A tenant is described as any person, people or organization who occupies another person’s property after agreeing (in writing or oral) on an amount (rent) payable, the duration (tenancy period) and conditions (special or normal conditions) for the property being occupied. A tenant can also be referred to as a person who has temporary possession of another person’s property upon payment of approved or agreed rents and fees (service charge) for a specific period.
How Are Tenants Important to the Landlord?
Tenants are important to landlords in that they are the sources of income for the property. No house was built to be voided, landlords envisage to let out to tenants to recoup the amount spent to build the house as well as periodic maintenance of the property.
There are several reasons why tenants are important to the landlord. We will be looking at some of the reasons the tenants are held with very high importance. Note that their importance in a property is dependent on the type and nature of the property they occupy.
- Tenants are the primary sources of finance for the landlord, they pay rent to the landlord on a monthly, quarterly, or yearly basis depending on their arrangement with the landlord at inception.
- Tenants, by being in occupation, stand as a hedge against external squatters. This is so because a house built and left unoccupied for a long time would attract the occupation of squatters who end up not paying the passing rent, not just that, due to laxity in maintenance of the property and premises, the rate of depreciation will continue to rise until the property phases out of function.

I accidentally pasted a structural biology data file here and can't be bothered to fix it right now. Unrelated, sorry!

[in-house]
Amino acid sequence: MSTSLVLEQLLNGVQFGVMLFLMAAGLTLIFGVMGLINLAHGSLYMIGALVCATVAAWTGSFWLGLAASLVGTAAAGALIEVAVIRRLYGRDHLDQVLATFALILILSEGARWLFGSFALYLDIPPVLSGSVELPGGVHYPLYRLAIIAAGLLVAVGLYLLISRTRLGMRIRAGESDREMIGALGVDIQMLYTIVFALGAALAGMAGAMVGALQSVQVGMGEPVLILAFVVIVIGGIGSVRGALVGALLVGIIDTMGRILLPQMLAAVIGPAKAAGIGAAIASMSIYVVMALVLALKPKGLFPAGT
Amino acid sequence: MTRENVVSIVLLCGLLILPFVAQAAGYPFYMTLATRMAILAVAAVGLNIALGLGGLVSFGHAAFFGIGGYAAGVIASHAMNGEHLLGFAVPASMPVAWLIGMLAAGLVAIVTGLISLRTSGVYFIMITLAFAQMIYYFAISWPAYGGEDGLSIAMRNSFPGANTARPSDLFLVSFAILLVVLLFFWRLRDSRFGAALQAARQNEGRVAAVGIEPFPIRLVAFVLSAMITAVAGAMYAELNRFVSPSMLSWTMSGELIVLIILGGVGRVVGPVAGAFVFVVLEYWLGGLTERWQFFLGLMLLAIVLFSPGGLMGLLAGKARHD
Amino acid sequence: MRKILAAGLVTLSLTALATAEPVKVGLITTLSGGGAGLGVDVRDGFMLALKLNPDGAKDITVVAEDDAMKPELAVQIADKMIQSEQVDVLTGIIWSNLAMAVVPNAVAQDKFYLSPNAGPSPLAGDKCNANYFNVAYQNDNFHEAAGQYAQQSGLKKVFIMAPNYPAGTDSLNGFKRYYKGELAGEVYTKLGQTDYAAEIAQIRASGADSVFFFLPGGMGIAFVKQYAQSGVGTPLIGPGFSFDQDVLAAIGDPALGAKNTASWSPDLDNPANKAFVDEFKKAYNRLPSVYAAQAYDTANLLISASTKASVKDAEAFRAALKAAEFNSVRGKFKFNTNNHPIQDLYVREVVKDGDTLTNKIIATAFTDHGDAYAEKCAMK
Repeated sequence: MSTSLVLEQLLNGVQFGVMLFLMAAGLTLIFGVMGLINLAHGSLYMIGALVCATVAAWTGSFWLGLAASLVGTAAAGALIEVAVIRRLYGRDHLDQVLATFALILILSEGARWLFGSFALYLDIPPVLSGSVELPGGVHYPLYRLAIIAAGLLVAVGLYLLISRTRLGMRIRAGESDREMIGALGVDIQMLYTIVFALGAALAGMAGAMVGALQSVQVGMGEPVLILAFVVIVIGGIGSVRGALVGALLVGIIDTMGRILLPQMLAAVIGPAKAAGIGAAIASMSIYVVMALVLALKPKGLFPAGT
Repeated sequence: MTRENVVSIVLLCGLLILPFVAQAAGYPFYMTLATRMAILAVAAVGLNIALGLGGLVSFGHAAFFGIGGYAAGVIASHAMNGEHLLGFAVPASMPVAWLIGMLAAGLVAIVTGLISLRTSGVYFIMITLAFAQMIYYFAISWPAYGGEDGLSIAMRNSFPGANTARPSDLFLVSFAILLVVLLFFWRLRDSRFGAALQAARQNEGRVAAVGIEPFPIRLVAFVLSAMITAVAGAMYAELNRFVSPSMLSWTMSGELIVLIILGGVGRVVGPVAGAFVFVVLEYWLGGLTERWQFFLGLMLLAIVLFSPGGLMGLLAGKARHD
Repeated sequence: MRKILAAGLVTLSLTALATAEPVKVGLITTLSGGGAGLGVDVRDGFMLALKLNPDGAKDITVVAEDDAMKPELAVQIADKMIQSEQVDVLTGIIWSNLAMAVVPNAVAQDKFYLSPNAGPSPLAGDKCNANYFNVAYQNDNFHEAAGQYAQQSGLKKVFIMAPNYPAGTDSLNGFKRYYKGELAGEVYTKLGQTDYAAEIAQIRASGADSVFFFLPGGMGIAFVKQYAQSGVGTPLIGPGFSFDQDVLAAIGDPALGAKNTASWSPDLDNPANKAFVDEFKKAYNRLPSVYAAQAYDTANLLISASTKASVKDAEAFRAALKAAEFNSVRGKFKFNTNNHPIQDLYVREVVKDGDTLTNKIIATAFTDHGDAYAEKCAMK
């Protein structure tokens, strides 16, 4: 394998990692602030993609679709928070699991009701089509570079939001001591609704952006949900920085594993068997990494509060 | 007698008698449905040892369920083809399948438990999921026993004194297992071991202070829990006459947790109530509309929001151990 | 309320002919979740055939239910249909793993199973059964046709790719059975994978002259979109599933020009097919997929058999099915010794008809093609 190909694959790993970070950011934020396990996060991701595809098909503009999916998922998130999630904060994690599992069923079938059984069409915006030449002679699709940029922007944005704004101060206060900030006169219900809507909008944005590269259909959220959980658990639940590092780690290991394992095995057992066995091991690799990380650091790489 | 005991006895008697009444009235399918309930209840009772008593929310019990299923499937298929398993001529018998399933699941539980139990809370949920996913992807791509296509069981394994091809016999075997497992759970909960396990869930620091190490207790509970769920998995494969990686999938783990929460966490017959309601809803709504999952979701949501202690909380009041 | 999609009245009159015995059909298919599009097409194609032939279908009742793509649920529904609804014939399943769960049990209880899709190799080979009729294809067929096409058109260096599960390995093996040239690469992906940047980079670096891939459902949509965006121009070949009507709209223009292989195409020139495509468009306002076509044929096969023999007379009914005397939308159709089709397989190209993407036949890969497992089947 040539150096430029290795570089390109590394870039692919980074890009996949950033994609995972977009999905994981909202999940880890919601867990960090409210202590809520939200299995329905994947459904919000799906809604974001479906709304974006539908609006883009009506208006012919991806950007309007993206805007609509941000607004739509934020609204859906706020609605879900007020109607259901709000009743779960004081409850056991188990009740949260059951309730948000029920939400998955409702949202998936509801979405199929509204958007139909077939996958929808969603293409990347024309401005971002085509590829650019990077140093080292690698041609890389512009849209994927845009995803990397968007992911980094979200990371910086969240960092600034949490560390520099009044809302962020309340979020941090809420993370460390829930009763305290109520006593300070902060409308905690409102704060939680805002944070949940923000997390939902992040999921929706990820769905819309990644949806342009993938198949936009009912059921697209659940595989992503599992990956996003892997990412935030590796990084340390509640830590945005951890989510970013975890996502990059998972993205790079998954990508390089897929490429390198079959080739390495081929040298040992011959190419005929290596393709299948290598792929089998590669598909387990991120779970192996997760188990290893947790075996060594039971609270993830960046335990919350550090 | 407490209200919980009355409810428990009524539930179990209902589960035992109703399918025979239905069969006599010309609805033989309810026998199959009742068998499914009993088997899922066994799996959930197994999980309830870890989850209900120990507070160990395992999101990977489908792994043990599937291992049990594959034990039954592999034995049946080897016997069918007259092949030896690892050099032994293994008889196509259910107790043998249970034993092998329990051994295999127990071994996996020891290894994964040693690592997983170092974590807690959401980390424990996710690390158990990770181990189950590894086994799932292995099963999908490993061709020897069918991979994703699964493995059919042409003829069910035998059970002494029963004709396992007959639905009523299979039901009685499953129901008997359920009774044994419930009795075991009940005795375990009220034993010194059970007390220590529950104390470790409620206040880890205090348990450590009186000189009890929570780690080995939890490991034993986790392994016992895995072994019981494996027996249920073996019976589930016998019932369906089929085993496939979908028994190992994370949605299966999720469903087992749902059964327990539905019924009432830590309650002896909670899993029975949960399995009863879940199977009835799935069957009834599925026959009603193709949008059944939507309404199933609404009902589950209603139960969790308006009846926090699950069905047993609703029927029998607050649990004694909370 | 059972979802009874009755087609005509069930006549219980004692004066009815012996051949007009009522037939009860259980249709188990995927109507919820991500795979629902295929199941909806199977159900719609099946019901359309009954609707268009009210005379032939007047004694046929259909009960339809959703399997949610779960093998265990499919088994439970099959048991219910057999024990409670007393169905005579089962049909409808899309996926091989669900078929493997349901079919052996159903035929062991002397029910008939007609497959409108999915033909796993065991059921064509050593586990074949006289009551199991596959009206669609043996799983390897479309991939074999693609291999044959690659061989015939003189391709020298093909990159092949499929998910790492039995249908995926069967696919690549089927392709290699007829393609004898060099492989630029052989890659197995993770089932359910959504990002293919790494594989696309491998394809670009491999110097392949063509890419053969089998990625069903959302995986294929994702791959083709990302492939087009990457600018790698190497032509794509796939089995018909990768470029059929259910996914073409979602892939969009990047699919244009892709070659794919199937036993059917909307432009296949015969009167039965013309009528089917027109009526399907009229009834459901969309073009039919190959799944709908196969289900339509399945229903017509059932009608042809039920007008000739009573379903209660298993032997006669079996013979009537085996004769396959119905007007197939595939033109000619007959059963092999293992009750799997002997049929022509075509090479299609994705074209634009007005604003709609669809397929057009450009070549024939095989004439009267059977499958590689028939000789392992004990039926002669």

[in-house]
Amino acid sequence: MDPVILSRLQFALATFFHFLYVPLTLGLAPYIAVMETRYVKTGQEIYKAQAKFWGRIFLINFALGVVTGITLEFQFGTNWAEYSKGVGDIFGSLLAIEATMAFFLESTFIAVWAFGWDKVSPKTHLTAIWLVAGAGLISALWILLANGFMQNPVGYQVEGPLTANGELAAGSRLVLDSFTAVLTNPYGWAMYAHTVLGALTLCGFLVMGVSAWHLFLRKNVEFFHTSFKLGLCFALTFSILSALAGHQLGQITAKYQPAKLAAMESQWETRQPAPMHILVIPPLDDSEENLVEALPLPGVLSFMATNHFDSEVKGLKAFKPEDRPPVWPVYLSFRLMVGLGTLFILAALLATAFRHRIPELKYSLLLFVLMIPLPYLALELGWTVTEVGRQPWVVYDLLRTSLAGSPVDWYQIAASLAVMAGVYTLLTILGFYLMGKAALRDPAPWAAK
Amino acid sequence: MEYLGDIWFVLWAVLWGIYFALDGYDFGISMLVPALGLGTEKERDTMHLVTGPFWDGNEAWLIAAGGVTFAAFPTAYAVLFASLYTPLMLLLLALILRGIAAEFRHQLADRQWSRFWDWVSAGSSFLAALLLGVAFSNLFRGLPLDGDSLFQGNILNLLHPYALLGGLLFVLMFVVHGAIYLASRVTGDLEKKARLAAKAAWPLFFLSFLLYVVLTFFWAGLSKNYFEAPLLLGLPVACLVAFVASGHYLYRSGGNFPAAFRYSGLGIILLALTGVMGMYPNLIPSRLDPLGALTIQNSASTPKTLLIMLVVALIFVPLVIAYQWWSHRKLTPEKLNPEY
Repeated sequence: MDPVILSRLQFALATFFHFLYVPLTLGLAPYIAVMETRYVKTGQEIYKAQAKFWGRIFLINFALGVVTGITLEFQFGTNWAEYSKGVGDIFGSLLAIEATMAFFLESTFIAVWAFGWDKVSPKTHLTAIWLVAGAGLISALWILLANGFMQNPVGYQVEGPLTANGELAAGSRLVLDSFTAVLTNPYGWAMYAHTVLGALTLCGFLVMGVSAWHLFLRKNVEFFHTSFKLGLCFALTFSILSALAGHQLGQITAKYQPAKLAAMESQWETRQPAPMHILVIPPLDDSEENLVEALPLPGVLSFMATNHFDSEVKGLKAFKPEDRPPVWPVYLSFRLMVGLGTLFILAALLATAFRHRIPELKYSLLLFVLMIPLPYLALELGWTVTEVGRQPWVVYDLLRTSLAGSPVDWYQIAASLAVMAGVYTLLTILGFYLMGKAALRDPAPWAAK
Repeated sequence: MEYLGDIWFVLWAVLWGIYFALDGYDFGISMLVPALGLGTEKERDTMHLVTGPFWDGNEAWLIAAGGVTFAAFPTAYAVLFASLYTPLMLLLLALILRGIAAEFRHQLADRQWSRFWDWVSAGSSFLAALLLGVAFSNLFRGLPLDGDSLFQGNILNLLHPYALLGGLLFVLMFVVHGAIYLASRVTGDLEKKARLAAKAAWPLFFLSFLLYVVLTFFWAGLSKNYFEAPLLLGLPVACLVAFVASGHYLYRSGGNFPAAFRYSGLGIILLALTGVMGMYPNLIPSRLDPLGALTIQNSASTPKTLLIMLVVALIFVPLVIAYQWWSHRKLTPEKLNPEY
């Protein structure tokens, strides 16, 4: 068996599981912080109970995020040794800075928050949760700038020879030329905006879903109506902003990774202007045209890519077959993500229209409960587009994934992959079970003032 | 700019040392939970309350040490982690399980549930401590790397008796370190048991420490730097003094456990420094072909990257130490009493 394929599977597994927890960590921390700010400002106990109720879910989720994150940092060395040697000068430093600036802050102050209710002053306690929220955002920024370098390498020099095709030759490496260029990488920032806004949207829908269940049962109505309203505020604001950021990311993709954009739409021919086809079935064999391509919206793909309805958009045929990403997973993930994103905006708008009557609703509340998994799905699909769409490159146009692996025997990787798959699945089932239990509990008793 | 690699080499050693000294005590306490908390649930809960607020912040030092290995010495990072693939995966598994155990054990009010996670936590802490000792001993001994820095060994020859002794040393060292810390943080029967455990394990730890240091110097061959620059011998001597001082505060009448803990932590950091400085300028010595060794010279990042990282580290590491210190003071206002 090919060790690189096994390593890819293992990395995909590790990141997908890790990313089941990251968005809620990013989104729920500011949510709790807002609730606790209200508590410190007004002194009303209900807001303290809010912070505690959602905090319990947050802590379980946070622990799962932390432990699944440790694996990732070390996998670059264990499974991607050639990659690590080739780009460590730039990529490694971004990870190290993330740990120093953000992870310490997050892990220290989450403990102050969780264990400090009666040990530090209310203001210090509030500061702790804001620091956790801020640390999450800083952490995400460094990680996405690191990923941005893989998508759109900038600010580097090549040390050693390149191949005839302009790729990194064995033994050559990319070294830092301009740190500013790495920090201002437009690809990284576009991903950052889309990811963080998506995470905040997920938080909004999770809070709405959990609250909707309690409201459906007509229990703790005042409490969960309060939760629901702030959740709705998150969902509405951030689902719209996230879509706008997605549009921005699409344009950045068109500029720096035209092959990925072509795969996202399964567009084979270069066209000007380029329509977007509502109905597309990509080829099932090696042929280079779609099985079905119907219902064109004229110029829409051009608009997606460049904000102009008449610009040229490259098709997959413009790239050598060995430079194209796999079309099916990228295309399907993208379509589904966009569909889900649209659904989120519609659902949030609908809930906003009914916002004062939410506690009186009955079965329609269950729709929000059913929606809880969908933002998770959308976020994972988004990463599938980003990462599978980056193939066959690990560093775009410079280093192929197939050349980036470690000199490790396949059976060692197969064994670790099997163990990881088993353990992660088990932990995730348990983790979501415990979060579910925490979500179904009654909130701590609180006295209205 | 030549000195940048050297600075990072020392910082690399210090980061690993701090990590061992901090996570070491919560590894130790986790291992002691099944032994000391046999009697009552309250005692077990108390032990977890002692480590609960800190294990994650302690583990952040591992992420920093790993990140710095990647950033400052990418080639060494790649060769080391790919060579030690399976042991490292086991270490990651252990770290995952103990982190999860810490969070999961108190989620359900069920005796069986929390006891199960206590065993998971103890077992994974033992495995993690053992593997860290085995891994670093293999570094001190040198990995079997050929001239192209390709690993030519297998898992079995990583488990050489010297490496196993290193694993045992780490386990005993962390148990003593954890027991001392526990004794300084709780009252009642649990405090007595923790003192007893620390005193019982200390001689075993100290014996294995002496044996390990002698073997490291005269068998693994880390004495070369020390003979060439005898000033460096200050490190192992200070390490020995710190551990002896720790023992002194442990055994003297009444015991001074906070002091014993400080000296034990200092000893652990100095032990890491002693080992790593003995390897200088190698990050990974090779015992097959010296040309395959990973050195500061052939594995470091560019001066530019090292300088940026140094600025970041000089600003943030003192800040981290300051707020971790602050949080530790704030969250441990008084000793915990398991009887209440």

- Good tenants make properties they occupy more functional over time as they usually add or put the property in a condition to give them the comfort they desire during the period of their tenancy.
- Tenants could improve the physical features of a property to their taste which automatically extends to the owner who would end up re-letting the same accommodation at a higher rent when the sitting tenant may have packed out of the property.
- Houses occupied by tenants experience lower depreciation compared to houses left void for a long time.
- When tenants reside in a house, their complaints help the landlord improve on the facilities available at the occupation.
- It is only when a property is occupied (partially or fully occupied) that the owners can tell whether the house was properly built without fault. Frequent usage of the facilities helps the owner discover the quality of work done on the property.
- Tenants that have stayed in a house for up to 10 years tend to use the facilities like theirs, due to the long relationship with the landlord, they are most often going to manage the house and maintain all the components and facilities.
- The presence of tenants in a house (whether on short lease or long-term arrangement) scares intruders, land grabbers and encroachers away.
- Without the presence of tenants in a property, the owner may not gather sufficient knowledge and experience on tenants’ management techniques or problem (litigation) solving exposure.
What Are the Major Complaints of a Tenant
Tenant complaints are a way of expressing dissatisfaction with the facilities provided for common use, such as the poor condition of the pumping machine, inadequate venting system, collapsed soak away pit, poor supply of water, disrepair of electrical fittings, unkempt environment, lags in pet control among others. Tenant complaints are inevitable in a property, this is so because of the place of comfort in a property, particularly newly let houses.
When a property is poorly managed, it suddenly becomes uncomfortable for tenants and the only way to show how unhappy tenants are is by complaining to either the property manager or the landlord. The way and manner in which the complaint is handled will determine the extent of cooperation the tenant will give the landlord.
The major complaint of tenants bother around malfunctioning facilities, poor electricity supply, inadequate water supply, spoilt plumbing and electrical fittings, leaking roof, broken door knob, theft and burglary, signs of building collapse, property intrusion, outrageous rent increases, noise from neighbours, fumes from cigarettes, cars and generator, noncooperation of other tenants in issues of environmental sanitation, contributions for recharging of electricity, poorly lit corridor, smelly septic tank, dirty premises, among others.